East Lansing — Caleb Swanigan will be at Breslin Center tonight, a place he once was pledged to play all of his home games.
It didn’t work out that way, of course. The 6-foot-9, 250-pounder from Fort Wayne, Indiana, committed to Michigan State and coach Tom Izzo in early April of 2015 only to decommit a few weeks later and by the middle of May he’d made the choice to attend Purdue.
He would have been in the same class with Deyonta Davis. Instead, he had a solid season for the Boilermakers last year before deciding to wait on jumping to the NBA. It’s turned out to be a good decision. Swanigan has been one of the most productive big men in college basketball, leading the nation in rebounding at 12.5 a game as well as double-doubles with 16.
He’s also second in the Big Ten in scoring, averaging 18.5 points a game, and is shooting 45 percent from 3-point range.
Tonight, Swanigan will bring that production to East Lansing for the first time along with the 20th-ranked Boilermakers in a crucial game for the Spartans, who have lost three of four.
“I think we have our hands full,” Izzo said on Monday.
And the biggest reason is Swanigan, however, Izzo doesn’t spend a whole lot of time wondering what if. Instead, he’s been impressed by the jump Swanigan has made from a season ago when he struggled to find his place next to fellow big men Isaac Haas and then-senior A.J. Hammons.
“It’s not as clogged up in there and I think Biggie has understood, don’t worry about what position you play, just play whatever position you’re playing to the fullest of your ability,” Izzo said. “All of a sudden you can step out and hit a 3, you can put the ball on the floor. But he’s a load to score in there and I think last year people got in each other’s way a little bit.”
That hasn’t been happening this year as the Boilermakers are coming off a stretch of four wins out of five games, including a victory over Wisconsin.
Swanigan has been the catalyst and he’ll be especially challenging for the Spartans to contain. Michigan State has been thin up front all season and will be undersized against the Boilermakers with 6-8 Nick Ward and 6-6 Kenny Goins counted on in the post.
That will put extra pressure on Miles Bridges, Michigan State’s 6-7 wing that is playing primarily at power forward. He knows Swanigan well and understands the challenge the Spartans face.
“Caleb is a great player and I know him personally,” Bridges said. “It’s gonna be a battle. He’s a worker, can rebound the ball really well and that is what I’ve been struggling on, boxing people out and getting rebounds, so he’s really gonna test me.”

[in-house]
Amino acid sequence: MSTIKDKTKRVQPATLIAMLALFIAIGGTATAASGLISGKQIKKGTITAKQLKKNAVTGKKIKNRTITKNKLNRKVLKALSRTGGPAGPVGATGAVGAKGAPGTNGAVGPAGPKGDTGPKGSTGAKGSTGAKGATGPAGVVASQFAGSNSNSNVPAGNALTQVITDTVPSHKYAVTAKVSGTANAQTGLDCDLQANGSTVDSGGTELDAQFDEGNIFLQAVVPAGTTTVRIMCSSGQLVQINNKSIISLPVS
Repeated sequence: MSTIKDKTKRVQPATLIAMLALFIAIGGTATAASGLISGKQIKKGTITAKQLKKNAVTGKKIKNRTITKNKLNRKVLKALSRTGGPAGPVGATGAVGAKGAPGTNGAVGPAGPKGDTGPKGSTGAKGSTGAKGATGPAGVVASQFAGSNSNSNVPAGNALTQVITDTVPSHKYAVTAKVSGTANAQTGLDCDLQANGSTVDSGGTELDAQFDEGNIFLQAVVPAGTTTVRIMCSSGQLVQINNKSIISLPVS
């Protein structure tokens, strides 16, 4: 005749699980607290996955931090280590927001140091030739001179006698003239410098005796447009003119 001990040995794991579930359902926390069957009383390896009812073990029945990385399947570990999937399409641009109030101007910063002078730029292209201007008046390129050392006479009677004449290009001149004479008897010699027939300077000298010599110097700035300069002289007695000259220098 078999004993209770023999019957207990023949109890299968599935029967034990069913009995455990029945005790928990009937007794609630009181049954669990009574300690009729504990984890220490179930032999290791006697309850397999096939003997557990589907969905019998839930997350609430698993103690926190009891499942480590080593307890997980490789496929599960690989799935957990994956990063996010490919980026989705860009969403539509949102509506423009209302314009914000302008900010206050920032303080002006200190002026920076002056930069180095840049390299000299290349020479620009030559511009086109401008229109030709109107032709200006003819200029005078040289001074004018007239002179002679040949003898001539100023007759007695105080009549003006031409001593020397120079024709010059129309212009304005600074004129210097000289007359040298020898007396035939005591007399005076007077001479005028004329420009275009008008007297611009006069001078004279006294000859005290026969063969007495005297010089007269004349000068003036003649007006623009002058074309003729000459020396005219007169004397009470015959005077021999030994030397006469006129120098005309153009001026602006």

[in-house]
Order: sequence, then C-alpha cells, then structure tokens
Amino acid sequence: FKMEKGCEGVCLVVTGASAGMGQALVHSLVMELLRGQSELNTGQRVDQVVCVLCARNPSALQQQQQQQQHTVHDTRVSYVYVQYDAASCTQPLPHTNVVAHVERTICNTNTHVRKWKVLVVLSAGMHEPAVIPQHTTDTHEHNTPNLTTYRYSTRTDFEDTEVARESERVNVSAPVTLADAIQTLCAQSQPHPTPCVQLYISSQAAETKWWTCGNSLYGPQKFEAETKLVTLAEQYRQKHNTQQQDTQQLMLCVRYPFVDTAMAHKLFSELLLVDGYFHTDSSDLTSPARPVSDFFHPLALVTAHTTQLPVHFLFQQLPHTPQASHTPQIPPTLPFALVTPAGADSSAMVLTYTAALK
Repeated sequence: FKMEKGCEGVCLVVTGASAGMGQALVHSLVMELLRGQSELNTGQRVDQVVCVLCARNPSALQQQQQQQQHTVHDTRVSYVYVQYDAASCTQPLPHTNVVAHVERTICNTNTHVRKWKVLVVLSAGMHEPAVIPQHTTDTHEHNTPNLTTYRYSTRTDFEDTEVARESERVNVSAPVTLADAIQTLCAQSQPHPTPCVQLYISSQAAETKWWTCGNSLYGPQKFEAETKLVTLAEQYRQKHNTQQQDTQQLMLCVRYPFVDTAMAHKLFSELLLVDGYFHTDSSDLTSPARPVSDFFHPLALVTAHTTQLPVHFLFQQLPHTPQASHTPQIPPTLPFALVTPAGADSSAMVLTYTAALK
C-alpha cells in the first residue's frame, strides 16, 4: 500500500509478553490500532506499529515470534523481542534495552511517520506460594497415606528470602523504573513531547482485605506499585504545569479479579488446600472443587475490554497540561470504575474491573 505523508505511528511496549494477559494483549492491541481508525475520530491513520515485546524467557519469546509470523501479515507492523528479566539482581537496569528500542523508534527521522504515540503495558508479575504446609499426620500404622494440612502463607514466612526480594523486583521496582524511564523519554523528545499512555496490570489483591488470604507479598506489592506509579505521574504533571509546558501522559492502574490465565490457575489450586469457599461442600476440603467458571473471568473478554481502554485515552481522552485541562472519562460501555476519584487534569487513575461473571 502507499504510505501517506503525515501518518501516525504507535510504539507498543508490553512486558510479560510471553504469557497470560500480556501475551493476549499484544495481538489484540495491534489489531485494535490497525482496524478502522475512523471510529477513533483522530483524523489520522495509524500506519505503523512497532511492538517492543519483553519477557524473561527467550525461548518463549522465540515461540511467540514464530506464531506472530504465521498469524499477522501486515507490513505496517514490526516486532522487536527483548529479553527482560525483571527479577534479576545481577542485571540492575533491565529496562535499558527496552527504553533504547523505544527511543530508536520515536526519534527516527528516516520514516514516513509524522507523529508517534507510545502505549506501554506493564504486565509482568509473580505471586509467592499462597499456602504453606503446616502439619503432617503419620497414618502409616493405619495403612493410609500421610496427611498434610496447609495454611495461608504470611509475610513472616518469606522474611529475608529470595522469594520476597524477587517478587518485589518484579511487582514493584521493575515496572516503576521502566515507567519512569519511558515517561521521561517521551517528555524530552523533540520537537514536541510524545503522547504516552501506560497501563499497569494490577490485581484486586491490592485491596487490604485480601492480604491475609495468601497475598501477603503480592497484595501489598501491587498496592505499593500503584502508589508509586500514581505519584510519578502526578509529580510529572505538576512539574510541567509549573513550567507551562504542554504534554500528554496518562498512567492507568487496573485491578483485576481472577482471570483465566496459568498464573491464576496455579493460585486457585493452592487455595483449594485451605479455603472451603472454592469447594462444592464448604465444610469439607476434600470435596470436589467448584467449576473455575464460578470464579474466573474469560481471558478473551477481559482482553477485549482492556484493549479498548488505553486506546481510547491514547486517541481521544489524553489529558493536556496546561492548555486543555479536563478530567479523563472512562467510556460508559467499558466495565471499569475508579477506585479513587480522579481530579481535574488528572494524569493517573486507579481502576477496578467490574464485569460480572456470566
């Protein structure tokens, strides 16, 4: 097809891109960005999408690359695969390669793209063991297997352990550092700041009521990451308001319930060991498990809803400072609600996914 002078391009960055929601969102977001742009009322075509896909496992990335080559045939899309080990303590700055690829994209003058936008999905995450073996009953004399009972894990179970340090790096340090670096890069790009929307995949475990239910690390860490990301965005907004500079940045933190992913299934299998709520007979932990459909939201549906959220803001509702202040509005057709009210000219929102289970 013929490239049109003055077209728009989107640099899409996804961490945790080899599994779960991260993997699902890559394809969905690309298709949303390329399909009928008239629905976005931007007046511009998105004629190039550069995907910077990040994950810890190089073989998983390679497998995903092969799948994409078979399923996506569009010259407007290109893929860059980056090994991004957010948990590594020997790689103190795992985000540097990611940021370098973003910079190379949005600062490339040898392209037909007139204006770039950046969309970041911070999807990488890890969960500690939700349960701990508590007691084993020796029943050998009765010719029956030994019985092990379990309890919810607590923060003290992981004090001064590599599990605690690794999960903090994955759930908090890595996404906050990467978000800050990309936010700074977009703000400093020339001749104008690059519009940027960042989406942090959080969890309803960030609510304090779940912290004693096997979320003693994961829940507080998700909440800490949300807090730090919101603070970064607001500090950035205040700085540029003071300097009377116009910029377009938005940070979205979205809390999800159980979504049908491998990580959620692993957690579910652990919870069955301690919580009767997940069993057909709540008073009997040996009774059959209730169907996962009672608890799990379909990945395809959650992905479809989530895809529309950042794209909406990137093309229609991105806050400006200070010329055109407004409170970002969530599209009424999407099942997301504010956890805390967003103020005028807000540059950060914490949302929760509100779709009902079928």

While the Breslin crowd might have some fun getting on Swanigan, Izzo insists there’s never been any animosity since Swanigan decided to not play at Michigan State.
“I’ve been a fan of his, I really have been,” Izzo said. “He made a decision that was best for him. And he and his people were smart enough to stay another year, because I think that is the best thing that’s happened to him. He’s matured, he’s not worried about all other things. He doesn’t seem to be affected by, ‘I gotta be a 3, a 4 — I’m a basketball player.’ And he’s improved.”
While the fact Swanigan is playing at Breslin for the first time will draw plenty of attention, Michigan State has bigger things to worry about. Aside from containing Swanigan, the Spartans will have to improve dramatically on the defensive end over the last two games.
Purdue will make that difficult. Outside of Swanigan, the Boilermakers are also getting solid guard play as freshman Carsen Edwards is averaging 10.6 points a game while Dakota Mathias is shooting 47.2 percent from 3-point range.
Slowing them down will take a more complete effort, something Michigan State hasn’t had recently. On Monday, the same refrain was back as Bridges and Tum Tum Nairn talked about playing “a full 40 minutes.”
“I just feel like we have to get to a level where we play at the same level,” Nairn said. “It goes with being consistent and focused and coming ready to play. It’s the next step for us and something we need to do.”
Doing so against the Boilermakers would be a sign things are starting to come together for the young Spartans as a home game with Michigan looms on Sunday.
As Izzo pointed out, it’s a big week. But he still believes he has the right makeup on his roster to have the Spartans in the picture late in the season.
“We are working morning, noon and night at getting better,” Izzo said. “We’ve got a good team. I don’t have anybody in trouble. I don’t have any problems. I just have the problem of not winning enough games and not getting players better fast enough.
“But they are working on it; we are working on it. I will continue to do that and rest-assured that somewhere this masochistic believes that I’m going to have the last laugh and it’s not going to be funny.”
Caleb Swanigan by the numbers
12.5: Rebounds per game, which leads the nation.
16: Double-doubles, a number that is also tops in the country. He is six behind Michigan State’s Draymond Green, who had the most of any Big Ten player since 2009.
4: Games Swanigan has recorded at least 20 points and 20 rebounds. No other player in the nation has had more than one this season.
18.5: Points per game, which leads the Big Ten.
No. 20 Purdue at Michigan State
Tip-off: Tuesday, 7 p.m., Breslin Center, East Lansing
TV/radio: ESPN2/WJR 760
Records: Purdue 16-4, 5-2 Big Ten; Michigan State 12-8, 4-3
Outlook: Purdue enters the game having one four of its last five while Michigan State has lost three of four. … All three meetings the last seasons have been decided by six points or less. … Michigan State hasn’t lost at home to Purdue since 2011, winning three straight since then.